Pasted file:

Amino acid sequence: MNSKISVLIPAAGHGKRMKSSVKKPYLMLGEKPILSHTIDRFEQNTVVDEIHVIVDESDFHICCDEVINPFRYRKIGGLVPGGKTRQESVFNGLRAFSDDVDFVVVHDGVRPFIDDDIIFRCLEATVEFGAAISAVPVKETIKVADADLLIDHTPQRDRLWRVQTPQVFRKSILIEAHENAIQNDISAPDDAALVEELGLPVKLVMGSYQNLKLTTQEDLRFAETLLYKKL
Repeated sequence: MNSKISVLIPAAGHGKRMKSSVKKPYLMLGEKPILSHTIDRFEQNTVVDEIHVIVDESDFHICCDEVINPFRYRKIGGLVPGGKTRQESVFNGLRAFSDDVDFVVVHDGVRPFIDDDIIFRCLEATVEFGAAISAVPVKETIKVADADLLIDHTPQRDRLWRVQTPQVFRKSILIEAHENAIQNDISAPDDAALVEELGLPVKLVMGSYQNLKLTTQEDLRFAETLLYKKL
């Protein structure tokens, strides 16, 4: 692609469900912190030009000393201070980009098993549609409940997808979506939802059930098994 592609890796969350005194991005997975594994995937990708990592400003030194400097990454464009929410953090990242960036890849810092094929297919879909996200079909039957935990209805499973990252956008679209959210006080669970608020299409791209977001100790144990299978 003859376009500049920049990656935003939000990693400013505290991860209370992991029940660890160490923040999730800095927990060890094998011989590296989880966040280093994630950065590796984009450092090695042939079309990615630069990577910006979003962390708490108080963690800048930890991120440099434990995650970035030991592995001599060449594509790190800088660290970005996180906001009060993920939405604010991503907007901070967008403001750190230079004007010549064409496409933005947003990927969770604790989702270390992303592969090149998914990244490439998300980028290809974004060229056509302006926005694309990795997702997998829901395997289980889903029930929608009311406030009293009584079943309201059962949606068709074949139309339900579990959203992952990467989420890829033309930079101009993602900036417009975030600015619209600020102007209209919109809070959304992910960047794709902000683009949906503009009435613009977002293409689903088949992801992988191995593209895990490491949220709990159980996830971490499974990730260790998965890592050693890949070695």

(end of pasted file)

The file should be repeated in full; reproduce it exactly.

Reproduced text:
Amino acid sequence: MNSKISVLIPAAGHGKRMKSSVKKPYLMLGEKPILSHTIDRFEQNTVVDEIHVIVDESDFHICCDEVINPFRYRKIGGLVPGGKTRQESVFNGLRAFSDDVDFVVVHDGVRPFIDDDIIFRCLEATVEFGAAISAVPVKETIKVADADLLIDHTPQRDRLWRVQTPQVFRKSILIEAHENAIQNDISAPDDAALVEELGLPVKLVMGSYQNLKLTTQEDLRFAETLLYKKL
Repeated sequence: MNSKISVLIPAAGHGKRMKSSVKKPYLMLGEKPILSHTIDRFEQNTVVDEIHVIVDESDFHICCDEVINPFRYRKIGGLVPGGKTRQESVFNGLRAFSDDVDFVVVHDGVRPFIDDDIIFRCLEATVEFGAAISAVPVKETIKVADADLLIDHTPQRDRLWRVQTPQVFRKSILIEAHENAIQNDISAPDDAALVEELGLPVKLVMGSYQNLKLTTQEDLRFAETLLYKKL
């Protein structure tokens, strides 16, 4: 692609469900912190030009000393201070980009098993549609409940997808979506939802059930098994 592609890796969350005194991005997975594994995937990708990592400003030194400097990454464009929410953090990242960036890849810092094929297919879909996200079909039957935990209805499973990252956008679209959210006080669970608020299409791209977001100790144990299978 003859376009500049920049990656935003939000990693400013505290991860209370992991029940660890160490923040999730800095927990060890094998011989590296989880966040280093994630950065590796984009450092090695042939079309990615630069990577910006979003962390708490108080963690800048930890991120440099434990995650970035030991592995001599060449594509790190800088660290970005996180906001009060993920939405604010991503907007901070967008403001750190230079004007010549064409496409933005947003990927969770604790989702270390992303592969090149998914990244490439998300980028290809974004060229056509302006926005694309990795997702997998829901395997289980889903029930929608009311406030009293009584079943309201059962949606068709074949139309339900579990959203992952990467989420890829033309930079101009993602900036417009975030600015619209600020102007209209919109809070959304992910960047794709902000683009949906503009009435613009977002293409689903088949992801992988191995593209895990490491949220709990159980996830971490499974990730260790998965890592050693890949070695």